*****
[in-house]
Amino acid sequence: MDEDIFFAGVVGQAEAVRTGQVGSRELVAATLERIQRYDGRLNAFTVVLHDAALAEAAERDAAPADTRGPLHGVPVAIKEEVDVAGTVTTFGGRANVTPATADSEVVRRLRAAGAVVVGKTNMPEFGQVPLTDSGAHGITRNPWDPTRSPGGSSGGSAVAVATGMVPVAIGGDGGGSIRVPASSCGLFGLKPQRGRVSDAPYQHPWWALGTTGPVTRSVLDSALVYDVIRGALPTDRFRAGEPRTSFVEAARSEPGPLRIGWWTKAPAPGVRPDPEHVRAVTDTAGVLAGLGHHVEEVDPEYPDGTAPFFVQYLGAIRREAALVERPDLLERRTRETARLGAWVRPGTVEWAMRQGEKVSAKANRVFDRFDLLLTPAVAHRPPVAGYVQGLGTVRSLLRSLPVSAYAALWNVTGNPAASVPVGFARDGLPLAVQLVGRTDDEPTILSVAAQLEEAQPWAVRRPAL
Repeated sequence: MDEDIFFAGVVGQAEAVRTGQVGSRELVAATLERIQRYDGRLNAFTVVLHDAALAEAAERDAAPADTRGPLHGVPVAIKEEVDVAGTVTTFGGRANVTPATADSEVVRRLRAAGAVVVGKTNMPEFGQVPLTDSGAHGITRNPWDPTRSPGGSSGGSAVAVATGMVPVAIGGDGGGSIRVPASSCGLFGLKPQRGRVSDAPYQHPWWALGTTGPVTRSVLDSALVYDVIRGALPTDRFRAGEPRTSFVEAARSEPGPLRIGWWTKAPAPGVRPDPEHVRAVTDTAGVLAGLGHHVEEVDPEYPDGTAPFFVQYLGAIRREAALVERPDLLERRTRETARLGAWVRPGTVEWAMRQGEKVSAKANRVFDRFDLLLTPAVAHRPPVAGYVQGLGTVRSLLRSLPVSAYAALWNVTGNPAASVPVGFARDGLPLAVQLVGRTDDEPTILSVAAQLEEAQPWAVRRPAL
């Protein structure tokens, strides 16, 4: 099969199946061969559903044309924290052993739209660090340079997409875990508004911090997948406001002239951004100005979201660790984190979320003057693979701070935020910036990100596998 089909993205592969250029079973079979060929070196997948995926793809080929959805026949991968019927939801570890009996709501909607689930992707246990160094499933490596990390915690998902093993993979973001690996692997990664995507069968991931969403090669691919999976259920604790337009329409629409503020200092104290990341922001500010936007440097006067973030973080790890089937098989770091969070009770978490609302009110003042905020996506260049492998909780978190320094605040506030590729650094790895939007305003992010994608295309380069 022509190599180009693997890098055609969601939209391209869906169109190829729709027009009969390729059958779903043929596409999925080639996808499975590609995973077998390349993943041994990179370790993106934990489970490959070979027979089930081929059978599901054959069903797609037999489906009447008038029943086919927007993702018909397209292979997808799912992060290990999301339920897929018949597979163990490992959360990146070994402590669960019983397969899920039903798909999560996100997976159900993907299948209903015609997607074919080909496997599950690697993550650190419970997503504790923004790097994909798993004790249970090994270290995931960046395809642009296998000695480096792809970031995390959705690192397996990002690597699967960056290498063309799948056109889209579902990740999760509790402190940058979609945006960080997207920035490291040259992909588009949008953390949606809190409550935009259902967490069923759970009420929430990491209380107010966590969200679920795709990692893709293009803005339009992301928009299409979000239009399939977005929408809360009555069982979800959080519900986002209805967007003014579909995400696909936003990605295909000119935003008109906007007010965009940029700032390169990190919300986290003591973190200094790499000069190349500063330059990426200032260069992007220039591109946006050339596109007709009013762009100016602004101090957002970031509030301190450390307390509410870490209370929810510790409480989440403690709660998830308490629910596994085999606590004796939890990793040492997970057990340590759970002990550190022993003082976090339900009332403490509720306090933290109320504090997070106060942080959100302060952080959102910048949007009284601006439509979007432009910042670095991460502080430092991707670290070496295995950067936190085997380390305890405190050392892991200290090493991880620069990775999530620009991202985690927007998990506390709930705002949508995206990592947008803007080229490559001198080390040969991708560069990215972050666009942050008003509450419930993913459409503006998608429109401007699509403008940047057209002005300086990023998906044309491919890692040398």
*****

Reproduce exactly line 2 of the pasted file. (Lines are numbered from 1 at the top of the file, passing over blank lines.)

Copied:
Amino acid sequence: MDEDIFFAGVVGQAEAVRTGQVGSRELVAATLERIQRYDGRLNAFTVVLHDAALAEAAERDAAPADTRGPLHGVPVAIKEEVDVAGTVTTFGGRANVTPATADSEVVRRLRAAGAVVVGKTNMPEFGQVPLTDSGAHGITRNPWDPTRSPGGSSGGSAVAVATGMVPVAIGGDGGGSIRVPASSCGLFGLKPQRGRVSDAPYQHPWWALGTTGPVTRSVLDSALVYDVIRGALPTDRFRAGEPRTSFVEAARSEPGPLRIGWWTKAPAPGVRPDPEHVRAVTDTAGVLAGLGHHVEEVDPEYPDGTAPFFVQYLGAIRREAALVERPDLLERRTRETARLGAWVRPGTVEWAMRQGEKVSAKANRVFDRFDLLLTPAVAHRPPVAGYVQGLGTVRSLLRSLPVSAYAALWNVTGNPAASVPVGFARDGLPLAVQLVGRTDDEPTILSVAAQLEEAQPWAVRRPAL